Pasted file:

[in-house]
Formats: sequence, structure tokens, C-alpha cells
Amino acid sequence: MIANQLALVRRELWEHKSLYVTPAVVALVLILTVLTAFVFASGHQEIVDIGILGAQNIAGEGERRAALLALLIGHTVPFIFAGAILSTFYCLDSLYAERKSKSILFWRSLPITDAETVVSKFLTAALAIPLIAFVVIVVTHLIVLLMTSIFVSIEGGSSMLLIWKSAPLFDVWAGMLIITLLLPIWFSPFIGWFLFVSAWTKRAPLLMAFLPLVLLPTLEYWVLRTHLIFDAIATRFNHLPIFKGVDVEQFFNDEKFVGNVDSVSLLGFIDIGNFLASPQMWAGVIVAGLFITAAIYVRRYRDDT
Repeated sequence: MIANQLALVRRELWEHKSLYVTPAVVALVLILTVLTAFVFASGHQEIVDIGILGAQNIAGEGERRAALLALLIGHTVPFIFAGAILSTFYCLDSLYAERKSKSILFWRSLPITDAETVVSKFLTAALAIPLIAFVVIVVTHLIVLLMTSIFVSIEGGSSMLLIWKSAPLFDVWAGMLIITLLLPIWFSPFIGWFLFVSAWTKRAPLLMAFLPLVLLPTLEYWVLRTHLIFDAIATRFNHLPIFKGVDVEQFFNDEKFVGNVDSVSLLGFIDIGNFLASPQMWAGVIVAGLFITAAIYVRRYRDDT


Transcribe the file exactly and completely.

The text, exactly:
[in-house]
Formats: sequence, structure tokens, C-alpha cells
Amino acid sequence: MIANQLALVRRELWEHKSLYVTPAVVALVLILTVLTAFVFASGHQEIVDIGILGAQNIAGEGERRAALLALLIGHTVPFIFAGAILSTFYCLDSLYAERKSKSILFWRSLPITDAETVVSKFLTAALAIPLIAFVVIVVTHLIVLLMTSIFVSIEGGSSMLLIWKSAPLFDVWAGMLIITLLLPIWFSPFIGWFLFVSAWTKRAPLLMAFLPLVLLPTLEYWVLRTHLIFDAIATRFNHLPIFKGVDVEQFFNDEKFVGNVDSVSLLGFIDIGNFLASPQMWAGVIVAGLFITAAIYVRRYRDDT
Repeated sequence: MIANQLALVRRELWEHKSLYVTPAVVALVLILTVLTAFVFASGHQEIVDIGILGAQNIAGEGERRAALLALLIGHTVPFIFAGAILSTFYCLDSLYAERKSKSILFWRSLPITDAETVVSKFLTAALAIPLIAFVVIVVTHLIVLLMTSIFVSIEGGSSMLLIWKSAPLFDVWAGMLIITLLLPIWFSPFIGWFLFVSAWTKRAPLLMAFLPLVLLPTLEYWVLRTHLIFDAIATRFNHLPIFKGVDVEQFFNDEKFVGNVDSVSLLGFIDIGNFLASPQMWAGVIVAGLFITAAIYVRRYRDDT